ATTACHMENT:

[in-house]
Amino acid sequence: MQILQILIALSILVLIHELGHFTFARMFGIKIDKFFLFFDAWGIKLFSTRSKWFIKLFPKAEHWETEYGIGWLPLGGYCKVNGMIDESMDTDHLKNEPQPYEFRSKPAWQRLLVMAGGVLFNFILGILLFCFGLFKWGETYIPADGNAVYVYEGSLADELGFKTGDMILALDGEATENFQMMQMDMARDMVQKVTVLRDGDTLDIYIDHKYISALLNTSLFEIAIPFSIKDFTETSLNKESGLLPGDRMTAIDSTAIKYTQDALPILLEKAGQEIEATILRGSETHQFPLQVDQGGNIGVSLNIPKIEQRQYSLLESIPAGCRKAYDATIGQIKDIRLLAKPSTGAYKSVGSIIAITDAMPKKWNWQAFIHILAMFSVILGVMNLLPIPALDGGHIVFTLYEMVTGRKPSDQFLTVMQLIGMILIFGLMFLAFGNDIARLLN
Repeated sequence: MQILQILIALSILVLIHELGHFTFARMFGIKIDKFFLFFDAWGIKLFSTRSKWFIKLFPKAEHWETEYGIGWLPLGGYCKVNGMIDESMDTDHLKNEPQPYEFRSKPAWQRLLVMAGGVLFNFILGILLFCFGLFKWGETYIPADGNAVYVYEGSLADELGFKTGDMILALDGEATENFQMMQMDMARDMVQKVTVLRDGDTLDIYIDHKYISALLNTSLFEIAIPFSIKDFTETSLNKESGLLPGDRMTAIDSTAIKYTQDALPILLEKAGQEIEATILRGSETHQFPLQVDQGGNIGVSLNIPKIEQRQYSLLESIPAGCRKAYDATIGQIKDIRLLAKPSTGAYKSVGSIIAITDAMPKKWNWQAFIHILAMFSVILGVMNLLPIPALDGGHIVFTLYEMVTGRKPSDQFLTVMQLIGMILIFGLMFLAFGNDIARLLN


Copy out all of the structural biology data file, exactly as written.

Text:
[in-house]
Amino acid sequence: MQILQILIALSILVLIHELGHFTFARMFGIKIDKFFLFFDAWGIKLFSTRSKWFIKLFPKAEHWETEYGIGWLPLGGYCKVNGMIDESMDTDHLKNEPQPYEFRSKPAWQRLLVMAGGVLFNFILGILLFCFGLFKWGETYIPADGNAVYVYEGSLADELGFKTGDMILALDGEATENFQMMQMDMARDMVQKVTVLRDGDTLDIYIDHKYISALLNTSLFEIAIPFSIKDFTETSLNKESGLLPGDRMTAIDSTAIKYTQDALPILLEKAGQEIEATILRGSETHQFPLQVDQGGNIGVSLNIPKIEQRQYSLLESIPAGCRKAYDATIGQIKDIRLLAKPSTGAYKSVGSIIAITDAMPKKWNWQAFIHILAMFSVILGVMNLLPIPALDGGHIVFTLYEMVTGRKPSDQFLTVMQLIGMILIFGLMFLAFGNDIARLLN
Repeated sequence: MQILQILIALSILVLIHELGHFTFARMFGIKIDKFFLFFDAWGIKLFSTRSKWFIKLFPKAEHWETEYGIGWLPLGGYCKVNGMIDESMDTDHLKNEPQPYEFRSKPAWQRLLVMAGGVLFNFILGILLFCFGLFKWGETYIPADGNAVYVYEGSLADELGFKTGDMILALDGEATENFQMMQMDMARDMVQKVTVLRDGDTLDIYIDHKYISALLNTSLFEIAIPFSIKDFTETSLNKESGLLPGDRMTAIDSTAIKYTQDALPILLEKAGQEIEATILRGSETHQFPLQVDQGGNIGVSLNIPKIEQRQYSLLESIPAGCRKAYDATIGQIKDIRLLAKPSTGAYKSVGSIIAITDAMPKKWNWQAFIHILAMFSVILGVMNLLPIPALDGGHIVFTLYEMVTGRKPSDQFLTVMQLIGMILIFGLMFLAFGNDIARLLN